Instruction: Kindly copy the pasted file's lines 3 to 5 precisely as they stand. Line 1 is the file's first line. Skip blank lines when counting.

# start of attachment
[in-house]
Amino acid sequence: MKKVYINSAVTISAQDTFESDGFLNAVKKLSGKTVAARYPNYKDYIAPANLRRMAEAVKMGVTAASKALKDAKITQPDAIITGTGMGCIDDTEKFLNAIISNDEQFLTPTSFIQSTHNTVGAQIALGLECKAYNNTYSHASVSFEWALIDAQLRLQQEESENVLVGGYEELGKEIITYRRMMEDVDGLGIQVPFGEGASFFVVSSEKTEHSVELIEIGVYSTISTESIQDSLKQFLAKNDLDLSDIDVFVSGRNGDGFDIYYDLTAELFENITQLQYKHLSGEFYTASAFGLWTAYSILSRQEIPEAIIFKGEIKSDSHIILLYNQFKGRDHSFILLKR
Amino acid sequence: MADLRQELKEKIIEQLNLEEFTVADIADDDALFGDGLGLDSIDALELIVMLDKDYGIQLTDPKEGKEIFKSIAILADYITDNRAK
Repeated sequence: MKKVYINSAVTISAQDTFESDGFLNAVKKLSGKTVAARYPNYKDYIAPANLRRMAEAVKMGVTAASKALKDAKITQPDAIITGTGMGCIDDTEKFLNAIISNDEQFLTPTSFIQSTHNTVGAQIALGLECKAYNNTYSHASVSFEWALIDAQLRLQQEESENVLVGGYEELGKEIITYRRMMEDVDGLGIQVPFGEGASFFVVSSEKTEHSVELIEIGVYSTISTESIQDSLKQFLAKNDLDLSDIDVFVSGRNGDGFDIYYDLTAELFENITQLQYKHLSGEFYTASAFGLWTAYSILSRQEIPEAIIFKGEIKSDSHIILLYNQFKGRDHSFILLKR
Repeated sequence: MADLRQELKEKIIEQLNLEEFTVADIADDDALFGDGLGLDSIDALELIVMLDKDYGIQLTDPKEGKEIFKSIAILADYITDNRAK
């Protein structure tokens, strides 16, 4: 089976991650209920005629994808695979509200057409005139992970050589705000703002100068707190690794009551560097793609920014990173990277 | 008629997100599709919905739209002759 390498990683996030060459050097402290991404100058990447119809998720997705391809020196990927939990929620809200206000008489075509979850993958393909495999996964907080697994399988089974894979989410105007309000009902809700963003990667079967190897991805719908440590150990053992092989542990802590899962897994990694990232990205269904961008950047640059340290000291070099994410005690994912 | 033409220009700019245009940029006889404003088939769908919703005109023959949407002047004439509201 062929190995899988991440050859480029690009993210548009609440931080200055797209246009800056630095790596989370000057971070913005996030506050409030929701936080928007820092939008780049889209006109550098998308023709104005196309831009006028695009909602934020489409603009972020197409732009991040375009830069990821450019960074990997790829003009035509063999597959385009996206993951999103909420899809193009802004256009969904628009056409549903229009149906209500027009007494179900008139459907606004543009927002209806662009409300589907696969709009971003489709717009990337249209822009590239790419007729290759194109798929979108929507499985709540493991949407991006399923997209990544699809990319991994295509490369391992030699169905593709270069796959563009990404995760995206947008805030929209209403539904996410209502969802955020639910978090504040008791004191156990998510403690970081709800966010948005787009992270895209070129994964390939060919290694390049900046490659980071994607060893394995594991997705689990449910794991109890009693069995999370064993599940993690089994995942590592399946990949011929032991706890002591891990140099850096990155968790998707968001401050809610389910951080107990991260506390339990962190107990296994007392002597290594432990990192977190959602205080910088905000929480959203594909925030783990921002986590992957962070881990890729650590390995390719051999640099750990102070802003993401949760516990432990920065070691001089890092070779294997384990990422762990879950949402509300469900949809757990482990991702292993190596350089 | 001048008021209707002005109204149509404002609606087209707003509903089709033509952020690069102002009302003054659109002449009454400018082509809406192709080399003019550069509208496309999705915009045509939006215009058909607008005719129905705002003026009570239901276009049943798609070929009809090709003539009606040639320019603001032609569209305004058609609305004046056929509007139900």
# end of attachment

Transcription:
Amino acid sequence: MADLRQELKEKIIEQLNLEEFTVADIADDDALFGDGLGLDSIDALELIVMLDKDYGIQLTDPKEGKEIFKSIAILADYITDNRAK
Repeated sequence: MKKVYINSAVTISAQDTFESDGFLNAVKKLSGKTVAARYPNYKDYIAPANLRRMAEAVKMGVTAASKALKDAKITQPDAIITGTGMGCIDDTEKFLNAIISNDEQFLTPTSFIQSTHNTVGAQIALGLECKAYNNTYSHASVSFEWALIDAQLRLQQEESENVLVGGYEELGKEIITYRRMMEDVDGLGIQVPFGEGASFFVVSSEKTEHSVELIEIGVYSTISTESIQDSLKQFLAKNDLDLSDIDVFVSGRNGDGFDIYYDLTAELFENITQLQYKHLSGEFYTASAFGLWTAYSILSRQEIPEAIIFKGEIKSDSHIILLYNQFKGRDHSFILLKR
Repeated sequence: MADLRQELKEKIIEQLNLEEFTVADIADDDALFGDGLGLDSIDALELIVMLDKDYGIQLTDPKEGKEIFKSIAILADYITDNRAK